The management of patients with salicylate toxicity is aimed at supporting vital signs and organ function, preventing or limiting ongoing exposure from the gut or skin, and enhancing elimination of salicylate that has already entered the systemic circulation. It is imperative to understand that there is no true antidote for salicylate toxicity; no xenobiotic can combat the clinical toxicity demonstrated in consequential exposures. HD, as discussed later, aims to remove salicylate from the tissues but may not correct severe organ toxicity such as ARDS or cerebral edema and can therefore not guarantee survival after severe toxicity occurs.40,82 Rather, all therapies are better at preventing tissue injury than treating it.
It is imperative to understand that the primary toxicity of salicylate is on the CNS, and the amount of salicylate in the brain is a function of pH with acidemia enhancing CNS penetration of the drug. Management strategies strive to create concentration gradients and pH conditions that favor exit of salicylate from the CNS and other tissues and enhanced renal elimination.
Gastrointestinal Decontamination and Use of Activated Charcoal and Catharsis
The use of orogastric lavage and activated charcoal (AC) is discussed in Chap. 8 and Antidotes in Depth: A1. Their effects on the absorption and elimination of salicylates have been extensively studied. In vitro studies suggest that each gram of AC can adsorb approximately 550 mg of salicylic acid.75,89 In humans, AC reduces the absorption of therapeutic doses of aspirin by 50% to 80%, effectively adsorbing aspirin released from enteric-coated and sustained-release preparations in addition to immediate-release tablets.75 Presumably, the sooner AC is given after salicylate ingestion, the more effective it will be in reducing absorption. A 10:1 ratio of AC to ingested salicylate appears to result in maximal efficacy but is often impractical given the fact that ingestions of salicylate often reach 20- to 30-g amounts or more. Although peak serum concentrations are markedly decreased from predicted concentrations, aspirin desorption from the aspirin–AC complex in the alkaline milieu of the small bowel may diminish the impact of AC on total absorption.42,79,89 The addition of a cathartic to the initial dose of AC has been questioned and largely abandoned for most xenobiotics, but a benefit of adding sorbitol to AC in preventing salicylate absorption was demonstrated in one study.66 A single dose may still therefore be acceptable.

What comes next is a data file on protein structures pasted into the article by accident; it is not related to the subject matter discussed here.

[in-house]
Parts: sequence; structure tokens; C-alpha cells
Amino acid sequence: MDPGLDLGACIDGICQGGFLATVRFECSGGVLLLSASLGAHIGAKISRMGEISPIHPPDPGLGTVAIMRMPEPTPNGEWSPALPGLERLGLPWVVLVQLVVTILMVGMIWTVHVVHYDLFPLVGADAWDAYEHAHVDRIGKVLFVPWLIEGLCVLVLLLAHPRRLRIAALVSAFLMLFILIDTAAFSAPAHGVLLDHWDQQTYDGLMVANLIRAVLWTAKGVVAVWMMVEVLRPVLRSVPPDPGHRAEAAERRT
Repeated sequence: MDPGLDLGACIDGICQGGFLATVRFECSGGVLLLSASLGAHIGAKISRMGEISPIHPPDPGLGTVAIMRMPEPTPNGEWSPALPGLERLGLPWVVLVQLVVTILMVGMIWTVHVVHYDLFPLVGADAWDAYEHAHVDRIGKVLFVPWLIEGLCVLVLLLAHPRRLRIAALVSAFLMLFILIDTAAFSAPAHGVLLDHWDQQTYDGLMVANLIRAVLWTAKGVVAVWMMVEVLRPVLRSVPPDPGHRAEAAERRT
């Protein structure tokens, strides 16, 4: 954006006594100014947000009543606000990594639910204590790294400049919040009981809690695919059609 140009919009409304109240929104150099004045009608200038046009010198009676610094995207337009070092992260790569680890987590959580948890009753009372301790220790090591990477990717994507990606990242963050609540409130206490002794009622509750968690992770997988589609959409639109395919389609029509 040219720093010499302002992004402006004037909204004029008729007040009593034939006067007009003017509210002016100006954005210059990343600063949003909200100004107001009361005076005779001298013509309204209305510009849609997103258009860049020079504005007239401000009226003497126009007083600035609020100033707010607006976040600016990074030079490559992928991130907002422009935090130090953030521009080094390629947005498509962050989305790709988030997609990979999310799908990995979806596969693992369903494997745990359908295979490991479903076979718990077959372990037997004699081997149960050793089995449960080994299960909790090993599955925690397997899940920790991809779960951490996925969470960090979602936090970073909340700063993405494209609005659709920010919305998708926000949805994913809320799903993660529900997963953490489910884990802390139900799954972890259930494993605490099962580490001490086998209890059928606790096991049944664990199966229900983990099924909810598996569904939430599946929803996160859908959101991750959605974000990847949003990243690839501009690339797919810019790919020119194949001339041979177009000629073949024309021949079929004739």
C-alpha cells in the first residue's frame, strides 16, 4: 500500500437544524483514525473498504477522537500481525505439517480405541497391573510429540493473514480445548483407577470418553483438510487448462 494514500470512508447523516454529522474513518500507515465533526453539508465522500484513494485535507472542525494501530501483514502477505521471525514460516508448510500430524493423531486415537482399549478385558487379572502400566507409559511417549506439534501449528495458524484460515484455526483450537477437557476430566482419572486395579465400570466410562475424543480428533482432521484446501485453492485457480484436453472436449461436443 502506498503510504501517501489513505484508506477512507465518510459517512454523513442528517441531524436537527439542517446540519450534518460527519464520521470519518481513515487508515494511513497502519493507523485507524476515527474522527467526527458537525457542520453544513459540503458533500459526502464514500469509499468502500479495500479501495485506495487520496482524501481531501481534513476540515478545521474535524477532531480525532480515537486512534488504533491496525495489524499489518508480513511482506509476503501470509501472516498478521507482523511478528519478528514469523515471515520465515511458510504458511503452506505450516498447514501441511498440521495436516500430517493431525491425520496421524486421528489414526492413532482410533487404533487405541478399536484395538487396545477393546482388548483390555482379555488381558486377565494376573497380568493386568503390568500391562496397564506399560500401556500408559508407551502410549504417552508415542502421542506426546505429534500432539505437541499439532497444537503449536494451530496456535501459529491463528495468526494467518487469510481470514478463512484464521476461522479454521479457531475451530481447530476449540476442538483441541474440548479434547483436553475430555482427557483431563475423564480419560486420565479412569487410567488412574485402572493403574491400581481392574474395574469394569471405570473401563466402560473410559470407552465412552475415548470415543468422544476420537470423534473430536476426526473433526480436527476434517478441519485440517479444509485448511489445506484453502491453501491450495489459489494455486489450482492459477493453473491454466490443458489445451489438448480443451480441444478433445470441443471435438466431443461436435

Repetitive or multiple-dose AC (MDAC) is necessary to achieve desired ratios of activated charcoal to salicylate (and probably limits desorption), which may reduce the concentration of initially absorbed salicylate to only 15% to 20%.42 MDAC appears to increase the elimination of unabsorbed salicylates over that achieved by single-dose AC.7,55 Thus, the use of MDAC to decrease GI absorption of salicylates is warranted, barring contraindications particularly if a pharmacobezoar or extended-release preparation is suspected (Antidotes in Depth: A1).
The value of MDAC in enhancing salicylate elimination through GI dialysis is controversial and is not generally warranted.3,60 In one volunteer study of a 2800-mg dose of aspirin followed by 25 g of AC at 4, 6, 8, and 10 hours after ingestion, the total amount of salicylate excreted from the body increased by 9% to 18% but was not considered statistically significant.67 The efficacy is likely greater in an overdose situation, when more unbound salicylate is available because of decreased protein binding. However, in another study of the effects of MDAC on the clearance of high-dose intravenous (IV) aspirin in a porcine model, MDAC did not enhance the clearance of salicylates under conditions when the venous bicarbonate was kept at 15 mEq/L or less and urine pH kept at 7.5 or less.60 In contrast to the findings of both of these studies, two children with salicylate overdoses were successfully treated with MDAC given every 4 hours for 36 hours.126 Overall, extensive use of MDAC is currently discouraged, but the administration of two to four properly timed doses is reasonable. The administration of AC or MDAC must be balanced against risks of vomiting and aspiration, especially in patients with altered mental status and unprotected airways (Chap. 8).